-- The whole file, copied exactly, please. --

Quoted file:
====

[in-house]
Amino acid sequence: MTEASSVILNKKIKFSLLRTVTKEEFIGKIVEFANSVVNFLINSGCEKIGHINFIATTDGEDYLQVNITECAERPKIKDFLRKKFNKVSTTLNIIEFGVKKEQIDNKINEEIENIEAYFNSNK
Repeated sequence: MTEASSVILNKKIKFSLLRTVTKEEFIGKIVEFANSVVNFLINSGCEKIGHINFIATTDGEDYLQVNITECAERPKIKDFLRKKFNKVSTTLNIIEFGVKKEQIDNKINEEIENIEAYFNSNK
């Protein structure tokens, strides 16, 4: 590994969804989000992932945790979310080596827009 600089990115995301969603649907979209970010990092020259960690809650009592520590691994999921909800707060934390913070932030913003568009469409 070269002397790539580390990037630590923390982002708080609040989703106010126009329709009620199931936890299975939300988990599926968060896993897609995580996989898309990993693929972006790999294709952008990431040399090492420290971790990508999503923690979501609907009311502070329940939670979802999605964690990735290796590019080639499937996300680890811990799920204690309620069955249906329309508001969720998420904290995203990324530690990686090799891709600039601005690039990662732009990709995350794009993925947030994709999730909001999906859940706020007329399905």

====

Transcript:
[in-house]
Amino acid sequence: MTEASSVILNKKIKFSLLRTVTKEEFIGKIVEFANSVVNFLINSGCEKIGHINFIATTDGEDYLQVNITECAERPKIKDFLRKKFNKVSTTLNIIEFGVKKEQIDNKINEEIENIEAYFNSNK
Repeated sequence: MTEASSVILNKKIKFSLLRTVTKEEFIGKIVEFANSVVNFLINSGCEKIGHINFIATTDGEDYLQVNITECAERPKIKDFLRKKFNKVSTTLNIIEFGVKKEQIDNKINEEIENIEAYFNSNK
């Protein structure tokens, strides 16, 4: 590994969804989000992932945790979310080596827009 600089990115995301969603649907979209970010990092020259960690809650009592520590691994999921909800707060934390913070932030913003568009469409 070269002397790539580390990037630590923390982002708080609040989703106010126009329709009620199931936890299975939300988990599926968060896993897609995580996989898309990993693929972006790999294709952008990431040399090492420290971790990508999503923690979501609907009311502070329940939670979802999605964690990735290796590019080639499937996300680890811990799920204690309620069955249906329309508001969720998420904290995203990324530690990686090799891709600039601005690039990662732009990709995350794009993925947030994709999730909001999906859940706020007329399905």